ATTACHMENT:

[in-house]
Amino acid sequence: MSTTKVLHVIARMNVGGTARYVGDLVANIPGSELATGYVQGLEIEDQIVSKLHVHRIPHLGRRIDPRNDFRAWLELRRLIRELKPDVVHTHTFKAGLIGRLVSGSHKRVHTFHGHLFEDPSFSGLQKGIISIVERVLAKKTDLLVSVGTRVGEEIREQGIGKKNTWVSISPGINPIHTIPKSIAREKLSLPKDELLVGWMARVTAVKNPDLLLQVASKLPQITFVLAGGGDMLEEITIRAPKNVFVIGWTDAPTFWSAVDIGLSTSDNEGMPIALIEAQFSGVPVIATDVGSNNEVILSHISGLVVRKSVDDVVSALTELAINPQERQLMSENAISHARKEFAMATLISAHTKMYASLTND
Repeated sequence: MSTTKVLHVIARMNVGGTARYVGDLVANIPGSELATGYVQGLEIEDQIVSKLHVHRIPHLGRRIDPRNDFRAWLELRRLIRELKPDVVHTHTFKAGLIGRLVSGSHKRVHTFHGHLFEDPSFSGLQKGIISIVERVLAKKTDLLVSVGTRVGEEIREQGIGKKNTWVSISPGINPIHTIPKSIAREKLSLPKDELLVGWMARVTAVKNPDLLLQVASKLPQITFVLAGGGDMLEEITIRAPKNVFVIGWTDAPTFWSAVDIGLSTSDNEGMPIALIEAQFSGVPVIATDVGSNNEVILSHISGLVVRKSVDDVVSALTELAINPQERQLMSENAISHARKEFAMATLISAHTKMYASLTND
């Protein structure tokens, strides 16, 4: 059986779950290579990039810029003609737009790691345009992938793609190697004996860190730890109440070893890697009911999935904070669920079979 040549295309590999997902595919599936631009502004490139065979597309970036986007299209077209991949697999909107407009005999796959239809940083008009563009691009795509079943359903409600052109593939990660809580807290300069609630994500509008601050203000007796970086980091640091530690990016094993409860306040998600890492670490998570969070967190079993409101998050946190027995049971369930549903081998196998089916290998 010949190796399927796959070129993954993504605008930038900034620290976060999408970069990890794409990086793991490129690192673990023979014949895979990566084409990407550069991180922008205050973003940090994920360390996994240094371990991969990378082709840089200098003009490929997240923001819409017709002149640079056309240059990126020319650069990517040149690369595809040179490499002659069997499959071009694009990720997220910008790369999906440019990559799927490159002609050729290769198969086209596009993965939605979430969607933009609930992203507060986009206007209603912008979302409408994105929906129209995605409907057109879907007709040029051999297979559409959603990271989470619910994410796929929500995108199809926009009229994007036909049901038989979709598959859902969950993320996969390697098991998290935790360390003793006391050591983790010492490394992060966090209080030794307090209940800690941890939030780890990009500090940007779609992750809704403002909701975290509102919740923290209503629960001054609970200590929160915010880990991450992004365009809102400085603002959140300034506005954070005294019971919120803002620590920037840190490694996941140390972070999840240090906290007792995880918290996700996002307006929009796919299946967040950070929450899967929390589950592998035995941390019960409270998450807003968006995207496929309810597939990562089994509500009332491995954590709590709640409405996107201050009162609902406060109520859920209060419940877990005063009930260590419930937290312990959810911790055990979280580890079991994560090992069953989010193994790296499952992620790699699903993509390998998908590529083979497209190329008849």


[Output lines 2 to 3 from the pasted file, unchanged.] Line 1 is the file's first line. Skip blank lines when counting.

Amino acid sequence: MSTTKVLHVIARMNVGGTARYVGDLVANIPGSELATGYVQGLEIEDQIVSKLHVHRIPHLGRRIDPRNDFRAWLELRRLIRELKPDVVHTHTFKAGLIGRLVSGSHKRVHTFHGHLFEDPSFSGLQKGIISIVERVLAKKTDLLVSVGTRVGEEIREQGIGKKNTWVSISPGINPIHTIPKSIAREKLSLPKDELLVGWMARVTAVKNPDLLLQVASKLPQITFVLAGGGDMLEEITIRAPKNVFVIGWTDAPTFWSAVDIGLSTSDNEGMPIALIEAQFSGVPVIATDVGSNNEVILSHISGLVVRKSVDDVVSALTELAINPQERQLMSENAISHARKEFAMATLISAHTKMYASLTND
Repeated sequence: MSTTKVLHVIARMNVGGTARYVGDLVANIPGSELATGYVQGLEIEDQIVSKLHVHRIPHLGRRIDPRNDFRAWLELRRLIRELKPDVVHTHTFKAGLIGRLVSGSHKRVHTFHGHLFEDPSFSGLQKGIISIVERVLAKKTDLLVSVGTRVGEEIREQGIGKKNTWVSISPGINPIHTIPKSIAREKLSLPKDELLVGWMARVTAVKNPDLLLQVASKLPQITFVLAGGGDMLEEITIRAPKNVFVIGWTDAPTFWSAVDIGLSTSDNEGMPIALIEAQFSGVPVIATDVGSNNEVILSHISGLVVRKSVDDVVSALTELAINPQERQLMSENAISHARKEFAMATLISAHTKMYASLTND